An example of the winter camouflage gear given to American soldiers. Their winter uniforms were actually dual purpose; one side was white and the other camouflage greens and browns.

This picture apparently wasn’t added on WordPress (I think I’m missing one other as well), so you’ll have to check out Flickr! This pilot crashed and is working on getting his bearings. The coolest part is the map on his knee. It’s made of silk and doubles as a scarf. A) it won’t rip, and B) it keeps you warm at high altitudes! Awesome, eh? You can’t see it here, but it was extremely detailed.

So yeah, I’m not sure why it missed adding two pictures and also, on Flickr some are in the wrong order. Again, I don’t know why. I can probably change it, but I’m tired :P.

June 25, 2011, a set on Flickr.

Via Flickr: My journey to Theux and Malmedy, Belgium. To the Franchimont Castle and the Baugnez’ 44 Historical Centre which tells the story of the ‘Malmedy Massacre’, the killing of a group of surrendered American soldiers, in the Battle of the Bulge.

Here are some more noteworthy things:

There have been a few battles at Franchimont in recent times. Or at least more recent than the Middles Ages! There was a battle in which 600 Franchimont soldiers died (600 soldiers at Franchimont), I think it had something to do with Liège and someone there wanting to take control of the castle. Those audio guides throw a lot of information at you and I wasn’t about to have my notebook out with me. One, it was raining off and on, and two, that would have been annoying and taken even longer. There were also some soldiers defending Franchimont from the Germans in 1914.

There was a fire at one point and the castle had to be rebuilt. The three different version of the castle are quite different. At least the first and last anyway. They had models that I should have taken pictures of, but didn’t. The woman at the counter was very nice and patient with me as she didn’t speak English and I’m not quite fluent in French yet :P. I was glad I went when I did (I finished around 2 or so) because as I finished there was a group of kids (maybe 8-10yrs?) who were about to go in. They were loud and running all over the place and I’m sure that’s what it would have been like on their tour. Because you go by yourself you’re pretty much given free rein to go where you will. They do recommend staying on the marked paths for you safety though.

In the war museum there was also a 25 minute film with actual footage about the massacre. They were saying that the ‘Malmedy Massacre’ was the first war crime…something along those lines. I might have misheard that. I know they had footage of 3 survivors who talked about what it had been like. For one of them, they showed old footage of him giving an account of the events shortly after, and then they had him now talking about it. That was neat.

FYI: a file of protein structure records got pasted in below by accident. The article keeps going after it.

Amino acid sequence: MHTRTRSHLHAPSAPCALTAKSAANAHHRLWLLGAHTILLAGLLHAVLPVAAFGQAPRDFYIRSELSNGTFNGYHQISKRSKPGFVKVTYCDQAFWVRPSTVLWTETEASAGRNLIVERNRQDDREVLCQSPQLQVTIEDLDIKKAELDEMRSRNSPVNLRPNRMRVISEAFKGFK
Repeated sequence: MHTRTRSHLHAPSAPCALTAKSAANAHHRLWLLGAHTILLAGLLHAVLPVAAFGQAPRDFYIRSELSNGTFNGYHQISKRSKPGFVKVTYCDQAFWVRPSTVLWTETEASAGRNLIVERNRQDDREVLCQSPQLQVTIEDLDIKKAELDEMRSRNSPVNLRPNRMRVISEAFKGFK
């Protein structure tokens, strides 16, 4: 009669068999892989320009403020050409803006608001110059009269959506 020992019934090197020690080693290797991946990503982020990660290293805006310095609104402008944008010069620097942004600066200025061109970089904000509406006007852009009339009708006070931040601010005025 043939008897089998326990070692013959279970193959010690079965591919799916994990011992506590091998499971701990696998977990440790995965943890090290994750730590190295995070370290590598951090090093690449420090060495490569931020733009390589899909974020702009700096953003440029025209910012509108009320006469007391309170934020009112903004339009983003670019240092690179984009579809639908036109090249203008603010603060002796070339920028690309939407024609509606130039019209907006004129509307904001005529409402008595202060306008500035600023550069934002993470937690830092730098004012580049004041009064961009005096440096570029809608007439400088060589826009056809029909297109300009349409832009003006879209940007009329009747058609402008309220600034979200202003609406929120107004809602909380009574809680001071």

Apparently Hitler rounded up a group of Germans who could speak English with American accents, put them in American uniforms, and sent them behind enemy lines to create havoc. One of the things they did was switch around road signs to confuse the Allied forces. The German soldiers weren’t even supposed to be at the Baugnez crossroads. The group of tanks was part of a 5 army attack on the Ardennes to go up through Belgium and recapture the port of Antwerp. Peiper’s group was supposed to go to Ligneuville, but it was impassable with all the mud and things. So he chose a detour that took him to the Baugnez junction. I can’t remember how many soldiers were killed (the number 84 is sticking my head, but I can’t be 100% sure without researching it and I just don’t feel like it right now :S). The point is, they had all surrendered, were completely weaponless, and were murdered by machine gun right where they stood in the field. Afterwards, a few German SS went through bodies killing those who were wounded and moaning. The survivors played dead and escaped after nightfall.

I think one of the neatest things about this museum was the gift shop. I know, that’s weird, but they had some really neat period stuff there. Or at least it sure looked authentic from what I could tell. And considering a metal box smaller than my laptop (well, higher, but other than that smaller) cost around 80 Euros I would say they were authentic. There was even a toothbrush! Again, they may have scammed everybody by making them look like the real deal and putting big prices on them. I don’t know, I just know they were the most real thing I’ve ever seen in a gift shop.

And so ends a very long post with very little detail. I hope you enjoyed what you could see of the pictures!